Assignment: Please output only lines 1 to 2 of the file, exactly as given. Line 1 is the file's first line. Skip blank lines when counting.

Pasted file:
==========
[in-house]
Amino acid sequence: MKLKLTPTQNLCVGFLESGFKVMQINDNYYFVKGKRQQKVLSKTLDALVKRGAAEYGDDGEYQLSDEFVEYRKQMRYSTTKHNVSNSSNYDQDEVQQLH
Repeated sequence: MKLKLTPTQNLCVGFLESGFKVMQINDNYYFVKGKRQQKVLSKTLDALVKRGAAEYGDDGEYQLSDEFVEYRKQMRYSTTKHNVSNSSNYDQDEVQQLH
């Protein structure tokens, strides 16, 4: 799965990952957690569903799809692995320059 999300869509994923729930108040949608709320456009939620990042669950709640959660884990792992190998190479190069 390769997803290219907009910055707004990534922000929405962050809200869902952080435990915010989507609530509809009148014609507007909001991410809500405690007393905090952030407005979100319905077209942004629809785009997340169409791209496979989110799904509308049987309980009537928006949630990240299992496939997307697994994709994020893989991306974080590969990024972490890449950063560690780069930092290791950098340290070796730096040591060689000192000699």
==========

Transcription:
[in-house]
Amino acid sequence: MKLKLTPTQNLCVGFLESGFKVMQINDNYYFVKGKRQQKVLSKTLDALVKRGAAEYGDDGEYQLSDEFVEYRKQMRYSTTKHNVSNSSNYDQDEVQQLH